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Tourism agencies eye march on embassy over US terror warning

Tourism operators yesterday threatened to march on the US Embassy to meet with the ambassador if the United States refuses to withdraw its terrorism warning for Thailand within two days.

"Those concerned operators will join forces to submit their demand to US Ambassador Kristie Kenney to learn more about the impacts of maintaining the warning," said Watchara Kannikar, spokesman of the Tourism Ministry.

"They will also present information that they got in cooperation with the Foreign Affairs Ministry, the National Police Office and other security agencies, which shows that Thailand is not a terrorist target," he said after a meeting of the National Tourism Policy Committee.

With the raising of a terrorism-threat warning by the US, those operators are facing business losses as tourists mainly from China and India have changed their plans to skip Bangkok.

Reluctance to visit

The committee to monitor the situation after the posting of the terrorism warning in Bangkok by the US is also concerned about the impacts on tourists, especially those from China and India who are sensitive to news about terrorism, flooding and Suvarnabhumi Airport.

"Those news reports have made tourists reluctant to enter Thailand," Watchara said.

However, cancellations of hotel-room and air-ticket bookings are not that high now, as the problem is still limited to the three areas in Bangkok mentioned in the US warning. Tourists have avoided Bangkok and proceeded directly to their destinations after taking off from Suvarnabhumi Airport to Chiang Mai and Phuket.

The ministry will inform tourists of the facts. It projects visitor arrivals will reach 19.55 million, up slightly from 19 million last year. They are expected to generate at least Bt760 billion of income for Thailand.

Tourism Minister Chumpol Silapa-archa went down to Khao San Road, where crowds of Israeli and American tourists gather, to convince them of Thailand's security measures.

Waranchai Chokchana, an activist, called on the US Embassy to cancel the travel alert.

"Thailand is not a target of terror attacks at all. But the US has issued the warning, which has now hurt Thailand's economy and tourism," he said.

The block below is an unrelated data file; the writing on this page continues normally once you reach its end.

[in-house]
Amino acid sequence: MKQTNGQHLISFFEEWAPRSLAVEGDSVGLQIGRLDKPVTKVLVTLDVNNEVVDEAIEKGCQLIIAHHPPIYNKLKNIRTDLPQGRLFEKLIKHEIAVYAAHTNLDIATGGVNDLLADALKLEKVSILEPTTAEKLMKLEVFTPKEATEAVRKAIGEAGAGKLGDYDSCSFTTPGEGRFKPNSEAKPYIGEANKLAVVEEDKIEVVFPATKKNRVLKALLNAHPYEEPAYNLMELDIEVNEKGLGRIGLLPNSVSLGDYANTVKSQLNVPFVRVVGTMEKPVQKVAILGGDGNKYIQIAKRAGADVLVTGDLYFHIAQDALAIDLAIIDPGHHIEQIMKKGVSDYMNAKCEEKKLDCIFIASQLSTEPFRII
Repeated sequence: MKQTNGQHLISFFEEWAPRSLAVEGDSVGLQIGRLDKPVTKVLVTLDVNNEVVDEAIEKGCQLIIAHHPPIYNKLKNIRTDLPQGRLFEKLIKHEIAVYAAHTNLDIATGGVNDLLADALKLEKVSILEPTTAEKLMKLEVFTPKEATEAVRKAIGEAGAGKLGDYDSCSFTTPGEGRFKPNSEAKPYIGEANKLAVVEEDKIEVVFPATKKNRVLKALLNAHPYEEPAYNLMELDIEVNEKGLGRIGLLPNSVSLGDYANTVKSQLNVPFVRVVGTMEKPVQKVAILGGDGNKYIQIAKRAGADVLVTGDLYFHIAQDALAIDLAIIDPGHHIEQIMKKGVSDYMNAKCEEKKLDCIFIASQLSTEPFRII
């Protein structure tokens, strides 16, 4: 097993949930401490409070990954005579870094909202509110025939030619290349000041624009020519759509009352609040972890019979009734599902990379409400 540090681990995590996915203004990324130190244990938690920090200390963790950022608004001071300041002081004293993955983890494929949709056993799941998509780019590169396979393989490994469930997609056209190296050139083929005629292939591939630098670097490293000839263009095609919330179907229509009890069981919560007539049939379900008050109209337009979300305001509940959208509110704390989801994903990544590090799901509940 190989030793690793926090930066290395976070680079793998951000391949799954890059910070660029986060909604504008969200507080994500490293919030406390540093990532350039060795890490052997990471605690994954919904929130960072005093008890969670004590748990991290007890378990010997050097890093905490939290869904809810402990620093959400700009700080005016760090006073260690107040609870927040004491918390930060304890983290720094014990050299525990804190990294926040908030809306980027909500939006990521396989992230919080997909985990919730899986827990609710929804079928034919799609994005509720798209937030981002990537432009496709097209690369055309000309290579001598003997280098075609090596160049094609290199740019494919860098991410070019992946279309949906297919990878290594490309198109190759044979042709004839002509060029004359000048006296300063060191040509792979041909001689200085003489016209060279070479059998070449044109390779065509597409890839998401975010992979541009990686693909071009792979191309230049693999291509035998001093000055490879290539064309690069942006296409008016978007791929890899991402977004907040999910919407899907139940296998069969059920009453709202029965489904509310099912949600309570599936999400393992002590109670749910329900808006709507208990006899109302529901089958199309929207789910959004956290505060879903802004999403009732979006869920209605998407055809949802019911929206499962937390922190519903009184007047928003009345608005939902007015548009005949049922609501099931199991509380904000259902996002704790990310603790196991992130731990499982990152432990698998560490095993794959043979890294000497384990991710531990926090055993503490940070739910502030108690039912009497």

US Embassy officials took a letter of protest from Waranchai, who then left.

Foreign Minister Surapong Towichukchaikul said the ministry's permanent secretary had explained the recent high-profile terrorism case to the United States.

"We believe the warning will be revoked," he said. "It will just take some time."

Surapong also expressed confidence that foreign terrorists would not stage any attack in Thailand because the country had been friendly to all.

This month, Atris Hussein was arrested at Suvarnabhumi for his alleged link to a terrorism network.

A police investigation suggested that Hussein was planning to export bomb-making materials such as urea fertiliser and ammonium nitrate to a third country. Ammonium nitrate is a prohibited chemical in Thailand and Hussein is now facing charges of unauthorised possession of the controlled substance.

Hussein has two passports, Lebanese and Swedish. He had rented a shophouse in Samut Sakhon for about two years to keep the large stash of ammonium nitrate and urea fertiliser, which have now been seized.

National Police chief Priewphan Damapong said police were seeking an arrest warrant for a second suspect in the case.

"We have drawn up a sketch based on the description given by Hussein and the shophouse owner," the general said.

This suspect had lived in the shophouses with Hussein for months, he said.

Maj-General Anuchai Lekbam-rung, deputy Metropoli-tan Police commissioner. identified this new suspect as James Sammy Paolo, a 40-year-old Lebanese.

"We believe there's solid evidence against him," he said.


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